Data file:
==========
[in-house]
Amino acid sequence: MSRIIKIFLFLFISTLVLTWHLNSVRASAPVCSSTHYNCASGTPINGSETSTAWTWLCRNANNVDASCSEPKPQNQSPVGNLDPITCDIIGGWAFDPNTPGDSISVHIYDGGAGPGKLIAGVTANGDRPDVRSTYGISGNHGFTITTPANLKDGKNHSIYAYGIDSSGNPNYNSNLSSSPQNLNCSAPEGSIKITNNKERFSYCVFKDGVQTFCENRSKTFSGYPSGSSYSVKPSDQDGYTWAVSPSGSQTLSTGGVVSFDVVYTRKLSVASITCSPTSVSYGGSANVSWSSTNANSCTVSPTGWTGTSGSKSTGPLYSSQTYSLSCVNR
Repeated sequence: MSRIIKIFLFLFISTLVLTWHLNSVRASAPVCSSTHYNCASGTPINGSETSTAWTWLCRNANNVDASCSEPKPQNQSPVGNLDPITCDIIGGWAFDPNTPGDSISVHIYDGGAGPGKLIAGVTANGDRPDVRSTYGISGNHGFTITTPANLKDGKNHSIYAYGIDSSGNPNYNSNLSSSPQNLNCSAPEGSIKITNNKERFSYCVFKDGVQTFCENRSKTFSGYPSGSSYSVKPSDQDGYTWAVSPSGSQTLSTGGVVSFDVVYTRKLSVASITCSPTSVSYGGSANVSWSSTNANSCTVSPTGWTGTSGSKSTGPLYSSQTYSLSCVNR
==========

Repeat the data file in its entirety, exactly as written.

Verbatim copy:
[in-house]
Amino acid sequence: MSRIIKIFLFLFISTLVLTWHLNSVRASAPVCSSTHYNCASGTPINGSETSTAWTWLCRNANNVDASCSEPKPQNQSPVGNLDPITCDIIGGWAFDPNTPGDSISVHIYDGGAGPGKLIAGVTANGDRPDVRSTYGISGNHGFTITTPANLKDGKNHSIYAYGIDSSGNPNYNSNLSSSPQNLNCSAPEGSIKITNNKERFSYCVFKDGVQTFCENRSKTFSGYPSGSSYSVKPSDQDGYTWAVSPSGSQTLSTGGVVSFDVVYTRKLSVASITCSPTSVSYGGSANVSWSSTNANSCTVSPTGWTGTSGSKSTGPLYSSQTYSLSCVNR
Repeated sequence: MSRIIKIFLFLFISTLVLTWHLNSVRASAPVCSSTHYNCASGTPINGSETSTAWTWLCRNANNVDASCSEPKPQNQSPVGNLDPITCDIIGGWAFDPNTPGDSISVHIYDGGAGPGKLIAGVTANGDRPDVRSTYGISGNHGFTITTPANLKDGKNHSIYAYGIDSSGNPNYNSNLSSSPQNLNCSAPEGSIKITNNKERFSYCVFKDGVQTFCENRSKTFSGYPSGSSYSVKPSDQDGYTWAVSPSGSQTLSTGGVVSFDVVYTRKLSVASITCSPTSVSYGGSANVSWSSTNANSCTVSPTGWTGTSGSKSTGPLYSSQTYSLSCVNR